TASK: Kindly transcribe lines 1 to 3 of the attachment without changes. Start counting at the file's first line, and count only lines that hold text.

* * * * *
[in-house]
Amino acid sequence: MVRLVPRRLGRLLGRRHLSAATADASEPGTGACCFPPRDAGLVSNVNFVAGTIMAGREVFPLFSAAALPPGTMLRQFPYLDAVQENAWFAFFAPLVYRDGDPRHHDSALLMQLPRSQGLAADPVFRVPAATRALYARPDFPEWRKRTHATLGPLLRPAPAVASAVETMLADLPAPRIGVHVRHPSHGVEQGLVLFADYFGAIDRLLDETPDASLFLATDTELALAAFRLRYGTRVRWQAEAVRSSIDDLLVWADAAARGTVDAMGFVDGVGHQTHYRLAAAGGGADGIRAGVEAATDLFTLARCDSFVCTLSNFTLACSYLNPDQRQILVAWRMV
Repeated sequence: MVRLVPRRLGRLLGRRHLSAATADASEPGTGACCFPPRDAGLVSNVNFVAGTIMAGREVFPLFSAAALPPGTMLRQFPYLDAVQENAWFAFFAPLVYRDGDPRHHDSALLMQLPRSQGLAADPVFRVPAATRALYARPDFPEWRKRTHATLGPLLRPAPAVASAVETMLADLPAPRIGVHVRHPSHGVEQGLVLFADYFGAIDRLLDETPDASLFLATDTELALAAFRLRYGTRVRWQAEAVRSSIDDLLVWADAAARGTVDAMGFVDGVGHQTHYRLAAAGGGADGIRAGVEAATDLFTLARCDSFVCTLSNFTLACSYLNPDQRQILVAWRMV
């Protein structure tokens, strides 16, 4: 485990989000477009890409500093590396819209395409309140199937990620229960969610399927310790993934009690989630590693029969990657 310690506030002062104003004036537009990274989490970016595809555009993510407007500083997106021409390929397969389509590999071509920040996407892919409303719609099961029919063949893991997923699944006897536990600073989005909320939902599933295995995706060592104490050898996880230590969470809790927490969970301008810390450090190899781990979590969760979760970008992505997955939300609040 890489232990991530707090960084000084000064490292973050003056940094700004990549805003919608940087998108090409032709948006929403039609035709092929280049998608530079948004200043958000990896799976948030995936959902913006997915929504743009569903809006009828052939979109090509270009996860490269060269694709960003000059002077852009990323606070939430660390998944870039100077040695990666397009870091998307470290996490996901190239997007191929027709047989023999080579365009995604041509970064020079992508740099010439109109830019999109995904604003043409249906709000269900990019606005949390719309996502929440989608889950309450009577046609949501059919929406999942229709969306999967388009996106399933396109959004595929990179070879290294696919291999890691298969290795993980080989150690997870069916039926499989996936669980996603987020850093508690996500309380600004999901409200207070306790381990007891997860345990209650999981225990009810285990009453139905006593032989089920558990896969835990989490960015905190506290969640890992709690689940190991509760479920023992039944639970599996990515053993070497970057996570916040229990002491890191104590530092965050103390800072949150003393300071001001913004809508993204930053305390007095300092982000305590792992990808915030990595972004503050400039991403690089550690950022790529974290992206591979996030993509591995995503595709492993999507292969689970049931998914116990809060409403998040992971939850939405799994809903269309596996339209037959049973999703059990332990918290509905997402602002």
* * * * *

[in-house]
Amino acid sequence: MVRLVPRRLGRLLGRRHLSAATADASEPGTGACCFPPRDAGLVSNVNFVAGTIMAGREVFPLFSAAALPPGTMLRQFPYLDAVQENAWFAFFAPLVYRDGDPRHHDSALLMQLPRSQGLAADPVFRVPAATRALYARPDFPEWRKRTHATLGPLLRPAPAVASAVETMLADLPAPRIGVHVRHPSHGVEQGLVLFADYFGAIDRLLDETPDASLFLATDTELALAAFRLRYGTRVRWQAEAVRSSIDDLLVWADAAARGTVDAMGFVDGVGHQTHYRLAAAGGGADGIRAGVEAATDLFTLARCDSFVCTLSNFTLACSYLNPDQRQILVAWRMV
Repeated sequence: MVRLVPRRLGRLLGRRHLSAATADASEPGTGACCFPPRDAGLVSNVNFVAGTIMAGREVFPLFSAAALPPGTMLRQFPYLDAVQENAWFAFFAPLVYRDGDPRHHDSALLMQLPRSQGLAADPVFRVPAATRALYARPDFPEWRKRTHATLGPLLRPAPAVASAVETMLADLPAPRIGVHVRHPSHGVEQGLVLFADYFGAIDRLLDETPDASLFLATDTELALAAFRLRYGTRVRWQAEAVRSSIDDLLVWADAAARGTVDAMGFVDGVGHQTHYRLAAAGGGADGIRAGVEAATDLFTLARCDSFVCTLSNFTLACSYLNPDQRQILVAWRMV